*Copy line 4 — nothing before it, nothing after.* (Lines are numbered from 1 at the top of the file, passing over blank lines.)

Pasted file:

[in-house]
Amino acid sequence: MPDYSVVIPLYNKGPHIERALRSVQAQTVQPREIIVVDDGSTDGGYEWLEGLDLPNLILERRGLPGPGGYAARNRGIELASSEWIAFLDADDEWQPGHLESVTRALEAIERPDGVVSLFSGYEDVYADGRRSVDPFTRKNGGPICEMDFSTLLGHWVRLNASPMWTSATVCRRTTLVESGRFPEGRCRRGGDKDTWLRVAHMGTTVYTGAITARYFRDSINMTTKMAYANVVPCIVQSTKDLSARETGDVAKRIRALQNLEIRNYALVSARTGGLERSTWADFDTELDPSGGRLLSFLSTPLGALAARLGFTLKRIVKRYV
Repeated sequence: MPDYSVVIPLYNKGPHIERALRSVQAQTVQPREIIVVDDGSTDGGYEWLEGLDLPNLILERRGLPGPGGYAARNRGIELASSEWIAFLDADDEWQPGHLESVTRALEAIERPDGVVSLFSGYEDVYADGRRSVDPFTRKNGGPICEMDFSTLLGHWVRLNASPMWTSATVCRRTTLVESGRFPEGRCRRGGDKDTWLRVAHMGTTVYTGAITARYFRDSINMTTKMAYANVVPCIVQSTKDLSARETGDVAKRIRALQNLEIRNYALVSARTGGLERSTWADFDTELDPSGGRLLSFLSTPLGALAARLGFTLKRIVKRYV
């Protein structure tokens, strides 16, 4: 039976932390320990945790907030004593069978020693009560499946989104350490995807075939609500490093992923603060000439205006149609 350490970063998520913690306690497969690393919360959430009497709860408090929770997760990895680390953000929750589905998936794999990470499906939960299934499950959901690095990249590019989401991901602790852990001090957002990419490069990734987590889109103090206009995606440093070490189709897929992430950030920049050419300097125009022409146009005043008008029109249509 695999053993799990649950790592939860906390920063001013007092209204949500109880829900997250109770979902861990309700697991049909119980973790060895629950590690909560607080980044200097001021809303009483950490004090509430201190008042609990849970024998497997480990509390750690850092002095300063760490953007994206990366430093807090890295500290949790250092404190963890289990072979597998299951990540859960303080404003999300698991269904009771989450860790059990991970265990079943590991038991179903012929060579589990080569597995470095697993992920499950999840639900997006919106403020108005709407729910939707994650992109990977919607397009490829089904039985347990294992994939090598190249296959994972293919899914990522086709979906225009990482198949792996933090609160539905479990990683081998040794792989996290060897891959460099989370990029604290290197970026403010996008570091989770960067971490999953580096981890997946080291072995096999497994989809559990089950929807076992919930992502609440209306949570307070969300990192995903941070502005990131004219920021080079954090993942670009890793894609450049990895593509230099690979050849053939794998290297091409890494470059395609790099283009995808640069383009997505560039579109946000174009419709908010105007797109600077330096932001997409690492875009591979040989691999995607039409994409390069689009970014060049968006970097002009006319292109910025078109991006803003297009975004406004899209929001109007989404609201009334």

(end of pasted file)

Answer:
């Protein structure tokens, strides 16, 4: 039976932390320990945790907030004593069978020693009560499946989104350490995807075939609500490093992923603060000439205006149609 350490970063998520913690306690497969690393919360959430009497709860408090929770997760990895680390953000929750589905998936794999990470499906939960299934499950959901690095990249590019989401991901602790852990001090957002990419490069990734987590889109103090206009995606440093070490189709897929992430950030920049050419300097125009022409146009005043008008029109249509 695999053993799990649950790592939860906390920063001013007092209204949500109880829900997250109770979902861990309700697991049909119980973790060895629950590690909560607080980044200097001021809303009483950490004090509430201190008042609990849970024998497997480990509390750690850092002095300063760490953007994206990366430093807090890295500290949790250092404190963890289990072979597998299951990540859960303080404003999300698991269904009771989450860790059990991970265990079943590991038991179903012929060579589990080569597995470095697993992920499950999840639900997006919106403020108005709407729910939707994650992109990977919607397009490829089904039985347990294992994939090598190249296959994972293919899914990522086709979906225009990482198949792996933090609160539905479990990683081998040794792989996290060897891959460099989370990029604290290197970026403010996008570091989770960067971490999953580096981890997946080291072995096999497994989809559990089950929807076992919930992502609440209306949570307070969300990192995903941070502005990131004219920021080079954090993942670009890793894609450049990895593509230099690979050849053939794998290297091409890494470059395609790099283009995808640069383009997505560039579109946000174009419709908010105007797109600077330096932001997409690492875009591979040989691999995607039409994409390069689009970014060049968006970097002009006319292109910025078109991006803003297009975004406004899209929001109007989404609201009334």